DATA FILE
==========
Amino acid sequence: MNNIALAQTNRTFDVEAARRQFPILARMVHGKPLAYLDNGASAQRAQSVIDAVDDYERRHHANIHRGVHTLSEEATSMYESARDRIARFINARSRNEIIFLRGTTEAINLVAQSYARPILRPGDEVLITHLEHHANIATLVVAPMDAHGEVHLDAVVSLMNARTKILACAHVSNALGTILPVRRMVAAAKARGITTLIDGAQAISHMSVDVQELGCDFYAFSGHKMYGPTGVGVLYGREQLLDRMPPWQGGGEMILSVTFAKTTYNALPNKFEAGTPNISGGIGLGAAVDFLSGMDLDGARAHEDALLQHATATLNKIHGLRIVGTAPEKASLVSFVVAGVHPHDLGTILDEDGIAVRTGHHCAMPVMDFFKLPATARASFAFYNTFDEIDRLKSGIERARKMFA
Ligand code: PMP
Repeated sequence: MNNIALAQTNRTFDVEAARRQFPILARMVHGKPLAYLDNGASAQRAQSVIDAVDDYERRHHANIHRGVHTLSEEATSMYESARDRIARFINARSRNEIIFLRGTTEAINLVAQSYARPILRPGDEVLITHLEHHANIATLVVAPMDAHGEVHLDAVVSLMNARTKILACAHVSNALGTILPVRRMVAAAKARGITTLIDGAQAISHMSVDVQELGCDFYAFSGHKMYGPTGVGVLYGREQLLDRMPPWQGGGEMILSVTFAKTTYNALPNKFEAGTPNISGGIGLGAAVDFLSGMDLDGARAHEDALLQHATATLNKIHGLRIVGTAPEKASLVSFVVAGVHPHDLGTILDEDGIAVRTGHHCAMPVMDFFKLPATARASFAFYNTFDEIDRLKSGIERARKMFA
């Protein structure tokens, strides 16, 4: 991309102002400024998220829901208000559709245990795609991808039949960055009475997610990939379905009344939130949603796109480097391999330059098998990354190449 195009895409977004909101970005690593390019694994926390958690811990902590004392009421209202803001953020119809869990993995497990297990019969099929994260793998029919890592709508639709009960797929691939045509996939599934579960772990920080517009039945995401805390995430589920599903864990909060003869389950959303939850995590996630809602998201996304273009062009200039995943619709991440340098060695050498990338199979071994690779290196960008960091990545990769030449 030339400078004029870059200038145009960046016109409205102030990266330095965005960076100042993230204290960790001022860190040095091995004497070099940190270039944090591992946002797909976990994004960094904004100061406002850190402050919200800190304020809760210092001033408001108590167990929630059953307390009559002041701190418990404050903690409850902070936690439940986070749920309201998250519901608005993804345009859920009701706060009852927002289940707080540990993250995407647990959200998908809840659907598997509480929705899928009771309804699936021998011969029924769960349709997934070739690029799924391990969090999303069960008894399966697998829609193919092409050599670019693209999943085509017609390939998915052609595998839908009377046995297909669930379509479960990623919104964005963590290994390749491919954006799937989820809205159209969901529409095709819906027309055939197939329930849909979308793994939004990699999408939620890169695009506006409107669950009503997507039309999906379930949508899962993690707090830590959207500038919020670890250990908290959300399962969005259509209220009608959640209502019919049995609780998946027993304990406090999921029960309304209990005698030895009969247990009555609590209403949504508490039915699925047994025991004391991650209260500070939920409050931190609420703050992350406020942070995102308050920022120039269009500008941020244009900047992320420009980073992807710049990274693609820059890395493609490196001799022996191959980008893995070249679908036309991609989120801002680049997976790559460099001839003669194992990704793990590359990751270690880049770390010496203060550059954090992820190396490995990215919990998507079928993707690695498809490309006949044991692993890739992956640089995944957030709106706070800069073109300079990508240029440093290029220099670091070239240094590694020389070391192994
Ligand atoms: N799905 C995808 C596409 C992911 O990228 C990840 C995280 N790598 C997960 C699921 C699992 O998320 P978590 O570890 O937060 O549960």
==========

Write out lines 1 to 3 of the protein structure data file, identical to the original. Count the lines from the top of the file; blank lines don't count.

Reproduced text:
Amino acid sequence: MNNIALAQTNRTFDVEAARRQFPILARMVHGKPLAYLDNGASAQRAQSVIDAVDDYERRHHANIHRGVHTLSEEATSMYESARDRIARFINARSRNEIIFLRGTTEAINLVAQSYARPILRPGDEVLITHLEHHANIATLVVAPMDAHGEVHLDAVVSLMNARTKILACAHVSNALGTILPVRRMVAAAKARGITTLIDGAQAISHMSVDVQELGCDFYAFSGHKMYGPTGVGVLYGREQLLDRMPPWQGGGEMILSVTFAKTTYNALPNKFEAGTPNISGGIGLGAAVDFLSGMDLDGARAHEDALLQHATATLNKIHGLRIVGTAPEKASLVSFVVAGVHPHDLGTILDEDGIAVRTGHHCAMPVMDFFKLPATARASFAFYNTFDEIDRLKSGIERARKMFA
Ligand code: PMP
Repeated sequence: MNNIALAQTNRTFDVEAARRQFPILARMVHGKPLAYLDNGASAQRAQSVIDAVDDYERRHHANIHRGVHTLSEEATSMYESARDRIARFINARSRNEIIFLRGTTEAINLVAQSYARPILRPGDEVLITHLEHHANIATLVVAPMDAHGEVHLDAVVSLMNARTKILACAHVSNALGTILPVRRMVAAAKARGITTLIDGAQAISHMSVDVQELGCDFYAFSGHKMYGPTGVGVLYGREQLLDRMPPWQGGGEMILSVTFAKTTYNALPNKFEAGTPNISGGIGLGAAVDFLSGMDLDGARAHEDALLQHATATLNKIHGLRIVGTAPEKASLVSFVVAGVHPHDLGTILDEDGIAVRTGHHCAMPVMDFFKLPATARASFAFYNTFDEIDRLKSGIERARKMFA